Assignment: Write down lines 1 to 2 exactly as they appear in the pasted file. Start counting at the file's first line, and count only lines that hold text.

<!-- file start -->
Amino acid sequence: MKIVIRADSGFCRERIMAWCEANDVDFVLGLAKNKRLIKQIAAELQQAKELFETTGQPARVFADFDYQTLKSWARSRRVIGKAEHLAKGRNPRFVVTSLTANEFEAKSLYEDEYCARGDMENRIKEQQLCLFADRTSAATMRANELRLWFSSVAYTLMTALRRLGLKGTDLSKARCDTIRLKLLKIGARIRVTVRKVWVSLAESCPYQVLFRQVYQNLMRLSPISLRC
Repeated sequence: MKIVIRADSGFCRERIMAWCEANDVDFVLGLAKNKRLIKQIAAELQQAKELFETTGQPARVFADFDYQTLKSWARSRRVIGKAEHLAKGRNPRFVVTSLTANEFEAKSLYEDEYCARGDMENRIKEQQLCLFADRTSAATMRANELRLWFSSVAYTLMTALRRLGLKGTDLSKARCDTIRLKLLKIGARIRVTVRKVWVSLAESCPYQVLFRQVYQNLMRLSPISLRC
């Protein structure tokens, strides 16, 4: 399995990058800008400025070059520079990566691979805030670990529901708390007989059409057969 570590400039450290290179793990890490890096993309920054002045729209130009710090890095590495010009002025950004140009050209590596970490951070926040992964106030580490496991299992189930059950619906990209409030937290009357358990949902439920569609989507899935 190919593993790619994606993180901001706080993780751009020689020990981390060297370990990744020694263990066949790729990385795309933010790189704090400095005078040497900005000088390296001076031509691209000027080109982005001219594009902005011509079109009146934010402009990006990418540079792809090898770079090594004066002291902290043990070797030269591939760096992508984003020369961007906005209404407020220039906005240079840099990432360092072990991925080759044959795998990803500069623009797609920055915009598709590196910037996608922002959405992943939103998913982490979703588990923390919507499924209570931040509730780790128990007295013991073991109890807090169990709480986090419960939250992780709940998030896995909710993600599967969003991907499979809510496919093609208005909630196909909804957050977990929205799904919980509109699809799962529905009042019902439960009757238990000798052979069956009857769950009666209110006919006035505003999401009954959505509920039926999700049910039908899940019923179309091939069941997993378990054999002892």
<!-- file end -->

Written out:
Amino acid sequence: MKIVIRADSGFCRERIMAWCEANDVDFVLGLAKNKRLIKQIAAELQQAKELFETTGQPARVFADFDYQTLKSWARSRRVIGKAEHLAKGRNPRFVVTSLTANEFEAKSLYEDEYCARGDMENRIKEQQLCLFADRTSAATMRANELRLWFSSVAYTLMTALRRLGLKGTDLSKARCDTIRLKLLKIGARIRVTVRKVWVSLAESCPYQVLFRQVYQNLMRLSPISLRC
Repeated sequence: MKIVIRADSGFCRERIMAWCEANDVDFVLGLAKNKRLIKQIAAELQQAKELFETTGQPARVFADFDYQTLKSWARSRRVIGKAEHLAKGRNPRFVVTSLTANEFEAKSLYEDEYCARGDMENRIKEQQLCLFADRTSAATMRANELRLWFSSVAYTLMTALRRLGLKGTDLSKARCDTIRLKLLKIGARIRVTVRKVWVSLAESCPYQVLFRQVYQNLMRLSPISLRC